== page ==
Five tips to maximise your luck in the Year of Goat

18 Feb 2015

Kung Hei Fat Choy! We know you're probably sick of really baaaad Chinese New Year puns by now, so we won't bleat on. It really gets our goat too. Instead, we look at how to maximise your luck over the year with tips from fung shui masters and traditional beliefs.

1. Beware the Fan Tai Sui
Fan Tai Sui translates as an individual who may face obstacles over a Chinese calendar year with regards to health, work, wealth or relationships. According to fung shui master So Man Fung, there are four zodiac signs that could be unlucky in the Year of the Goat – Ox, Goat, Dog and Rat. We share his insight...

Ox (Born January 24, 1925 – February 12, 1926, or every 12 years thereafter)
Health might be a concern, with those born in the year of the ox more prone to stress. To help stay calm and healthy, it's important to communicate with family and friends. You should also be particularly aware of traffic safety and drive carefully at all times. Work life might be a little bumpy because of people scheming behind your back, so watch out.  Also keep your eyes open for opportunities – they will be few and far between this year so grab them with both hands when they come along.

Goat (Born February 17, 1931 to February 5, 1932 or every 12 years thereafter)
Love is unlikely to run a smooth course for goats this year, unfortunately. Single ladies need to be careful when it comes to developing a new relationship, and be on high alert for liars. For men, especially those who are already married or with a partner, avoid getting too friendly with other women as it will likely have repercussions in your relationship.

Dog (Born February 14, 1934 to February 3, 1935 or every 12 years thereafter)
Finances are looking a little shaky for dogs in 2015 - with the worst-case scenario of bankruptcy even looming for some. Investors in particular should be extra cautious, and not move too fast in new ventures. With careful forward planning, however, there could be a chance of a nice windfall at the end of the year. Placing a “rich elephant” or a “golden toad” decoration at home or in the office can also help to avoid losing money.

Rat (Born February 5, 1924 to January 23, 1925 or every 12 years thereafter)
For the second year in a row, poor rats are still Fan Tai Sui, as they will cross paths with the spiritual “Xiaohao Star", bringing bad luck and financial woes. For example, sudden increases in outgoings or surprise costs are likely. The wealth situation should improve by autumn, but in the meantime, try to mediate the effects of Xiaohao by wearing a “thousand-hand Guanyin” representation, such as a necklace or brooch.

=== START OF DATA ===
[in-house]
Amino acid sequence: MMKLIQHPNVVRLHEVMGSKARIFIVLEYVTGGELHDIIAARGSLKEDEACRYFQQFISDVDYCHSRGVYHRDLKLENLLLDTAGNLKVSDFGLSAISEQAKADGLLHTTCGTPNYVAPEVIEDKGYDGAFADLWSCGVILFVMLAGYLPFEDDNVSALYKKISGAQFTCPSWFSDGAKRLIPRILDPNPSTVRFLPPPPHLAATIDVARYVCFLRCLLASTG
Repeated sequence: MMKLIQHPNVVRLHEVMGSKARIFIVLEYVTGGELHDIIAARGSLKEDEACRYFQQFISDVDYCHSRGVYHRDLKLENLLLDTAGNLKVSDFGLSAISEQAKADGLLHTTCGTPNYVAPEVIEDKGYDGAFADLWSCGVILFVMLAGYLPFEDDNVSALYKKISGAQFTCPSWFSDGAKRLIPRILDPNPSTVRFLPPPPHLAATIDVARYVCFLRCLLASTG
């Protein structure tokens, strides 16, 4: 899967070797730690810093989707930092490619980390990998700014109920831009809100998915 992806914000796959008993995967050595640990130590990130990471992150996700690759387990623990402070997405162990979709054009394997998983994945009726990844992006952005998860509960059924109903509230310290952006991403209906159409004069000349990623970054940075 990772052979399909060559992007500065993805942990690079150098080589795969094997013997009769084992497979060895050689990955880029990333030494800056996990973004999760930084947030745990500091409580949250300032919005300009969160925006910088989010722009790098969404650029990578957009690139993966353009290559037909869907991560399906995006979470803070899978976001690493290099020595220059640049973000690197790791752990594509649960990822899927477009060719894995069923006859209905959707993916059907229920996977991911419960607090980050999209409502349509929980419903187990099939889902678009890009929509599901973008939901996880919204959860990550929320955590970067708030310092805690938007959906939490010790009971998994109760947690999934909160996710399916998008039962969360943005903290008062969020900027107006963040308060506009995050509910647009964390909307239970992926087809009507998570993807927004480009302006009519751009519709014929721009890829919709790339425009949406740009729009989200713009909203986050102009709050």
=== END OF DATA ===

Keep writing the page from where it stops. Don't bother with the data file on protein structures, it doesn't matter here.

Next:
2. Do not sweep the floor
Since ancient times, people have refrained from sweeping the floor during Chinese New Year. In fact, traditionally, many people don't do any cleaning in the house for the first three days, as they believe that cleaning will sweep away all the luck for the whole year. In some places in China, people won't do any cleaning until the 15th day of the new calendar! But it's up to you how strictly you want to adhere to these traditions...

3. Do not eat congee
In the past, congee was seen as a poor-man's food, and so the belief followed that if one eats congee on the first day of Chinese New Year, that person is condemning themselves to be poor for the whole year. Instead, the tradition is to eat rice, which will promote prosperity for the rest of the year. These traditions have lapsed slightly, as people now like to eat congee with Chinese New Year cakes such as turnip cake and “nian gao”, as congee is good at getting rid of the oil from the cake.

4. Do not buy shoes
This superstition is related to two Chinese languages – Cantonese and Mandarin. In Cantonese “shoes” is pronounced as “haai”, which sounds like sighing and bad for luck. Meanwhile in Mandarin, it is pronounced as “xie”, which is similar to the meaning of “evil”. Therefore, people will only buy shoes one month after Chinese New Year celebrations.

5. Do not visit relatives on the third day of Lunar New Year
While Chinese New Year is an important time for families to come together, people believe the third day of the holiday is a bad time to visit friends or relatives. The third day of the Lunar New Year is associated with blue moods, which can lead to quarrels and fights if exacerbated. Instead, people traditionally use this day to go to the temple and pray for their luck for the whole year. People also bring a paper windmill home to blow away bad luck!

Valerian Ho

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